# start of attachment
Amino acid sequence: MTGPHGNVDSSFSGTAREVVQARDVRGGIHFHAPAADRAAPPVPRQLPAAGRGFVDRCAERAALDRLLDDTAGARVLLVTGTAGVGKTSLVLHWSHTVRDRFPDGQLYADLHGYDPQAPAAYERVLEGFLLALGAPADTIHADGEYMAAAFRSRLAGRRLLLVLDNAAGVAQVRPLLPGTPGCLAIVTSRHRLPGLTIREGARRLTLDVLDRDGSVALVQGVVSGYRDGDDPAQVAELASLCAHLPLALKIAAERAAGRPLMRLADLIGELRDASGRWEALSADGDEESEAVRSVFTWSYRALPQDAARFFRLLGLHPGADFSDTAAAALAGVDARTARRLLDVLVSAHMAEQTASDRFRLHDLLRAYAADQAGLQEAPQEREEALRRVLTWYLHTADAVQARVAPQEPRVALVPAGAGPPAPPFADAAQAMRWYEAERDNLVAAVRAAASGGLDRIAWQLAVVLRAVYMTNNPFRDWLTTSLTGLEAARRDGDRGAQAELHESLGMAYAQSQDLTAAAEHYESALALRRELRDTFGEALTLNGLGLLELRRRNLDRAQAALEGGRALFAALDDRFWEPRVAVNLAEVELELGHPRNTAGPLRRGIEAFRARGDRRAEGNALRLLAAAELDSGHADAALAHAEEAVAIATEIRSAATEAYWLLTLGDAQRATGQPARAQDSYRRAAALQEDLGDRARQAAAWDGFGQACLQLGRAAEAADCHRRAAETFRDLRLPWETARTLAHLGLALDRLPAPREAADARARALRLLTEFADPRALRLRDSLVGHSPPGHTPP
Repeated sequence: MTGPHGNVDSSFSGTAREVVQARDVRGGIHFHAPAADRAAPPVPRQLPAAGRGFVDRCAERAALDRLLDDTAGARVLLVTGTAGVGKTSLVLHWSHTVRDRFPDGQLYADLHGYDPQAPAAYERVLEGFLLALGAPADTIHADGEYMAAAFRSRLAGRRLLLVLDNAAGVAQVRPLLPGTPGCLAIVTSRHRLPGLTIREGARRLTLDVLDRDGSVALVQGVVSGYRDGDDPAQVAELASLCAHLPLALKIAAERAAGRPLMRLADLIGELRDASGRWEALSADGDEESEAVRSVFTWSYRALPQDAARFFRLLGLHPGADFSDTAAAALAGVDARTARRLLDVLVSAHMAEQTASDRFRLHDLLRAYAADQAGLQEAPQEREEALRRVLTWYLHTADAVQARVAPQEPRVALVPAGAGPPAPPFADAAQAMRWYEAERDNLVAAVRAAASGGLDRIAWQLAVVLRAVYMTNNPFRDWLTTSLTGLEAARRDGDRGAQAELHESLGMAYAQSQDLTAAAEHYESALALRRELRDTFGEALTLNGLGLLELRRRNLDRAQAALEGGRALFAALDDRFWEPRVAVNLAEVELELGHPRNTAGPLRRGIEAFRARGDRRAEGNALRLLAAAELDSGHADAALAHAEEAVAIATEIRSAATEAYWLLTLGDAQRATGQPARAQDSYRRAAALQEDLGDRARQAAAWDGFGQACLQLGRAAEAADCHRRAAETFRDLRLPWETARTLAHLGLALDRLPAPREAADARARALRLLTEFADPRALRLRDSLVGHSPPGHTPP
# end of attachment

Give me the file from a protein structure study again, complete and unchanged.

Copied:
Amino acid sequence: MTGPHGNVDSSFSGTAREVVQARDVRGGIHFHAPAADRAAPPVPRQLPAAGRGFVDRCAERAALDRLLDDTAGARVLLVTGTAGVGKTSLVLHWSHTVRDRFPDGQLYADLHGYDPQAPAAYERVLEGFLLALGAPADTIHADGEYMAAAFRSRLAGRRLLLVLDNAAGVAQVRPLLPGTPGCLAIVTSRHRLPGLTIREGARRLTLDVLDRDGSVALVQGVVSGYRDGDDPAQVAELASLCAHLPLALKIAAERAAGRPLMRLADLIGELRDASGRWEALSADGDEESEAVRSVFTWSYRALPQDAARFFRLLGLHPGADFSDTAAAALAGVDARTARRLLDVLVSAHMAEQTASDRFRLHDLLRAYAADQAGLQEAPQEREEALRRVLTWYLHTADAVQARVAPQEPRVALVPAGAGPPAPPFADAAQAMRWYEAERDNLVAAVRAAASGGLDRIAWQLAVVLRAVYMTNNPFRDWLTTSLTGLEAARRDGDRGAQAELHESLGMAYAQSQDLTAAAEHYESALALRRELRDTFGEALTLNGLGLLELRRRNLDRAQAALEGGRALFAALDDRFWEPRVAVNLAEVELELGHPRNTAGPLRRGIEAFRARGDRRAEGNALRLLAAAELDSGHADAALAHAEEAVAIATEIRSAATEAYWLLTLGDAQRATGQPARAQDSYRRAAALQEDLGDRARQAAAWDGFGQACLQLGRAAEAADCHRRAAETFRDLRLPWETARTLAHLGLALDRLPAPREAADARARALRLLTEFADPRALRLRDSLVGHSPPGHTPP
Repeated sequence: MTGPHGNVDSSFSGTAREVVQARDVRGGIHFHAPAADRAAPPVPRQLPAAGRGFVDRCAERAALDRLLDDTAGARVLLVTGTAGVGKTSLVLHWSHTVRDRFPDGQLYADLHGYDPQAPAAYERVLEGFLLALGAPADTIHADGEYMAAAFRSRLAGRRLLLVLDNAAGVAQVRPLLPGTPGCLAIVTSRHRLPGLTIREGARRLTLDVLDRDGSVALVQGVVSGYRDGDDPAQVAELASLCAHLPLALKIAAERAAGRPLMRLADLIGELRDASGRWEALSADGDEESEAVRSVFTWSYRALPQDAARFFRLLGLHPGADFSDTAAAALAGVDARTARRLLDVLVSAHMAEQTASDRFRLHDLLRAYAADQAGLQEAPQEREEALRRVLTWYLHTADAVQARVAPQEPRVALVPAGAGPPAPPFADAAQAMRWYEAERDNLVAAVRAAASGGLDRIAWQLAVVLRAVYMTNNPFRDWLTTSLTGLEAARRDGDRGAQAELHESLGMAYAQSQDLTAAAEHYESALALRRELRDTFGEALTLNGLGLLELRRRNLDRAQAALEGGRALFAALDDRFWEPRVAVNLAEVELELGHPRNTAGPLRRGIEAFRARGDRRAEGNALRLLAAAELDSGHADAALAHAEEAVAIATEIRSAATEAYWLLTLGDAQRATGQPARAQDSYRRAAALQEDLGDRARQAAAWDGFGQACLQLGRAAEAADCHRRAAETFRDLRLPWETARTLAHLGLALDRLPAPREAADARARALRLLTEFADPRALRLRDSLVGHSPPGHTPP